- The percentage of children with an ADHD diagnosis continues to increase, from 7.8% in 2003 to 9.5% in 2007 and to 11.0% in 2011.
- Boys (13.2%) were more likely than girls (5.6%) to have ever been diagnosed with ADHD.
- Prevalence of ADHD diagnosis varied substantially by state, from a low of 5.6% in Nevada to a high of 18.7% in Kentucky.
- One in Five Diagnosed ADHD May Develop Cocaine Habit as Adults (madinamerica.com)
- Is ADHD Overdiagnosed? Disorder’s Broad Definition Could Subject Kids To ‘Unnecessary’ Treatment (medicaldaily.com)
Jennifer Matesa has a new piece up at the recently reincarnated The Fix. It’s a response to the recent NY Times series on Suboxone and goes directly after the underlying assumption and its implications for her.
Reckitt can get away with convincing doctors that addicts need to be maintained on Suboxone because—as the Times story notes—common belief holds that painkiller addicts can never be drug-free. We’re told we’ve permanently screwed up our neurology. Popular thinking goes: Once you junkies take drugs, you might as well stay on drugs for life.
To support this belief, Reckitt and its growing army of reps offer twisted interpretations of research studies and anecdotal evidence about addiction and Suboxone. They claim studies “prove” that replacing painkillers with buprenorphine (the opioid drug in Suboxone) helps us stay “clean.” Ditch the old drug for the new drug and we stop shooting, snorting, stealing, doctor-shopping, tricking.
. . .
If my “Sub doc” had believed—as so many doctors do—that somebody like me could never be drug-free, I’d without a doubt still be on drugs today. Hell, which of us inside active addiction believes we can do without drugs? I’d also be experiencing nasty side-effects for which people who read my addiction-and-recovery blog write in asking for help.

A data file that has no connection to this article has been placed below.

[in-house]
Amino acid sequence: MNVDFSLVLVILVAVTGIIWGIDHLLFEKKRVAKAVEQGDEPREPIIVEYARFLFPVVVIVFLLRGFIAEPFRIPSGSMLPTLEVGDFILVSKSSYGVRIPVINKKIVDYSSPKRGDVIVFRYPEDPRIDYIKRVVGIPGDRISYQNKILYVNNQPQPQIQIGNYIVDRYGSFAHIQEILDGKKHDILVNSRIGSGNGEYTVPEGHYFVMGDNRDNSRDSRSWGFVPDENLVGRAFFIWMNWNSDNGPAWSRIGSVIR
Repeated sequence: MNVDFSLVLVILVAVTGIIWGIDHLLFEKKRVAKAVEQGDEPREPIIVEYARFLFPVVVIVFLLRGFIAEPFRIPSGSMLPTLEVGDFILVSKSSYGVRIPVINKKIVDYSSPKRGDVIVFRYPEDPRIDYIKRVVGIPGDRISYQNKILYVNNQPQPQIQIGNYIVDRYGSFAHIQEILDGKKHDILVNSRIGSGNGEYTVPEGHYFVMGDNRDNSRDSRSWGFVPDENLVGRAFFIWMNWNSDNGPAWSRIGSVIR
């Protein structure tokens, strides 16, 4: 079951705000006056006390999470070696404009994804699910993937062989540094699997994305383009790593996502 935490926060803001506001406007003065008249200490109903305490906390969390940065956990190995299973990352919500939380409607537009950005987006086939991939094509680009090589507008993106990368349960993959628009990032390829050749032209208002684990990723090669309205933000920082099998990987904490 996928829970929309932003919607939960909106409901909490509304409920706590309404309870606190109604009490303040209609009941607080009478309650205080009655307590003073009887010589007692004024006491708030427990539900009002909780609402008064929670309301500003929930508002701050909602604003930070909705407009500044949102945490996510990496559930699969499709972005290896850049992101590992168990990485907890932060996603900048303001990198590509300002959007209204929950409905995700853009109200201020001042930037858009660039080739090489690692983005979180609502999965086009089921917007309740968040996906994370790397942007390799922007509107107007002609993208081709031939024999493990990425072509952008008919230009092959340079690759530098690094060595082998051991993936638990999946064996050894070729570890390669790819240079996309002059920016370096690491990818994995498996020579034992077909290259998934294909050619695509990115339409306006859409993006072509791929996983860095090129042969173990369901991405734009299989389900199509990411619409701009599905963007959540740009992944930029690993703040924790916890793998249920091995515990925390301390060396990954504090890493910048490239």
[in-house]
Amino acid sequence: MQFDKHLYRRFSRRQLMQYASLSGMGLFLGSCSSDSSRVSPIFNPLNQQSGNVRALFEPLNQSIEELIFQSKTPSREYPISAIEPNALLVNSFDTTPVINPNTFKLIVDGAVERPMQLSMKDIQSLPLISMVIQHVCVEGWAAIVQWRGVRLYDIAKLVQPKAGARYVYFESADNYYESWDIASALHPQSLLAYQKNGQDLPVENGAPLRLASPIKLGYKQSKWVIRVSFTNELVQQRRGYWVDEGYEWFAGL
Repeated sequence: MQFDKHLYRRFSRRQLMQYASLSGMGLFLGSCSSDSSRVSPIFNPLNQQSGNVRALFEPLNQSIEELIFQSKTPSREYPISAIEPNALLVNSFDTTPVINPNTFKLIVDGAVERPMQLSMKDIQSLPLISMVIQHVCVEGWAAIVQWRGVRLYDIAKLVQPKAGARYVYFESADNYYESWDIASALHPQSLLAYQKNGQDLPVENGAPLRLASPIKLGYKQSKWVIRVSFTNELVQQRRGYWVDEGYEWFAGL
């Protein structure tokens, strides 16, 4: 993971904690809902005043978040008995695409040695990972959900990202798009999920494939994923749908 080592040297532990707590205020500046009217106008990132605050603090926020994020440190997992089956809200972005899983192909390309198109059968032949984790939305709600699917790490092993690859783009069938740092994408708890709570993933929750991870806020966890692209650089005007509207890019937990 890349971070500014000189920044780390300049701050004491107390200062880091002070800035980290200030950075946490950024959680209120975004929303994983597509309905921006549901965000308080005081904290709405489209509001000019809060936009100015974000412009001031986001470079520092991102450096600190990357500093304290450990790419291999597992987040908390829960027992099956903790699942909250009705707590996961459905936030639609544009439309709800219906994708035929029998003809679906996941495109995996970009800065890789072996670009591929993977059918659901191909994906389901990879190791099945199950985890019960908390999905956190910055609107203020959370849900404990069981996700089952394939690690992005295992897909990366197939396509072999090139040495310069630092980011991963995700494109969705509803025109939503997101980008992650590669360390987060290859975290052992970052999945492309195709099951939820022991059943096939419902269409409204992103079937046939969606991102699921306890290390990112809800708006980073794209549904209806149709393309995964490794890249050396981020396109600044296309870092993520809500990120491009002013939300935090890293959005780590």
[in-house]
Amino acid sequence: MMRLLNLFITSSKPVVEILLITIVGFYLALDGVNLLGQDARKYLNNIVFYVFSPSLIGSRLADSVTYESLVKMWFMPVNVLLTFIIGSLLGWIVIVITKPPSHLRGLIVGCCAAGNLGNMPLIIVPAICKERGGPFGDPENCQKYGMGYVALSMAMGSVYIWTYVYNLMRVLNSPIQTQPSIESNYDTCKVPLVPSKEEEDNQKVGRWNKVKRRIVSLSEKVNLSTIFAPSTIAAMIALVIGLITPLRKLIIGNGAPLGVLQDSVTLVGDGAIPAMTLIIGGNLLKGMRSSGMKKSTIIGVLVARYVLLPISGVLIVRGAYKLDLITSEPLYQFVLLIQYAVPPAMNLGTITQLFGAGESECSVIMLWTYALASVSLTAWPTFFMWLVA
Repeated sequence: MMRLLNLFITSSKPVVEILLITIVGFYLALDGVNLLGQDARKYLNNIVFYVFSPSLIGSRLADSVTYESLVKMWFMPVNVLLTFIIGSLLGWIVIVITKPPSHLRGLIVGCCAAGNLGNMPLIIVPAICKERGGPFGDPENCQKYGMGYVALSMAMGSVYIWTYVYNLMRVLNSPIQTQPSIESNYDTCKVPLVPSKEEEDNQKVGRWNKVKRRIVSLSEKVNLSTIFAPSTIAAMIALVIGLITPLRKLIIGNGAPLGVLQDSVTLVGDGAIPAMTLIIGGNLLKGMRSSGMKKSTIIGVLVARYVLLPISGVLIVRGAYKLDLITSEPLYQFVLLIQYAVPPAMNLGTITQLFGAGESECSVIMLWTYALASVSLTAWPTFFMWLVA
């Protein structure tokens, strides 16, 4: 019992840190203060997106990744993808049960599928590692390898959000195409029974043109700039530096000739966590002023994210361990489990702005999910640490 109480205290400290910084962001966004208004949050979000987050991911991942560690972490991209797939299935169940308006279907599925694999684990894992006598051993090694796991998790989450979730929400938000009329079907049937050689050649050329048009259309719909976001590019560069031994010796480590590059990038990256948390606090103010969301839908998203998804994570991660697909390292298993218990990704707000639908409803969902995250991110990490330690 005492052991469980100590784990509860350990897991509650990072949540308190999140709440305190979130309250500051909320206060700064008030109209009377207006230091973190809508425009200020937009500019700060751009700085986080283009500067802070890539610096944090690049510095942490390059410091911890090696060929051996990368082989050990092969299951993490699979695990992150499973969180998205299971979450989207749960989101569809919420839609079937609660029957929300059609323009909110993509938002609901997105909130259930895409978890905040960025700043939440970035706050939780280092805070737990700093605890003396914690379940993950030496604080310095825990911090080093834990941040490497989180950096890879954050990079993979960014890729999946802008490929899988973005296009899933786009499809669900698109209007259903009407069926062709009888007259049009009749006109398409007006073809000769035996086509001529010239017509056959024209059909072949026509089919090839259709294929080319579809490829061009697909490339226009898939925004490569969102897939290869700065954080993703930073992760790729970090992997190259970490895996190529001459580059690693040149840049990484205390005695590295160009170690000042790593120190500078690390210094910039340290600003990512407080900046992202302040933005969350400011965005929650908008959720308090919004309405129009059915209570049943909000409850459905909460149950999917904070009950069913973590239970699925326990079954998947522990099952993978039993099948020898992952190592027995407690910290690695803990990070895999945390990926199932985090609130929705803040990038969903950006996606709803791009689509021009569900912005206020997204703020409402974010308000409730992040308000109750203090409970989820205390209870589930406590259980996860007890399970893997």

For me, what’s so important about her voice is that she’s one addict speaking directly to other addicts around the chorus of experts chanting, “research shows that maintenance treatments are the most effective treatments we have.” She’s offering hope that other addicts don’t have to limit themselves to the definition of success that these experts offer (reduced death, disease and drug use).
She’s also become a collector of stories about the lived experience of people who have tried Suboxone and found it to be incompatible with full recovery and very difficult to discontinue.
Just like doctors who can’t detox their patients off painkillers, most doctors who prescribe Suboxone don’t know how to help their patients quit. So the patients wind up asking me to be their doctor. One woman recently begged me to manage her detox in exchange for payment. I declined, but I was left shocked at the desperation of some folks out there to live a drug-free life, so much so that they will contact a total stranger and offer cash for an amateur detox. This speaks to the sorry state of treatment (not to mention the general health-care system) in this country.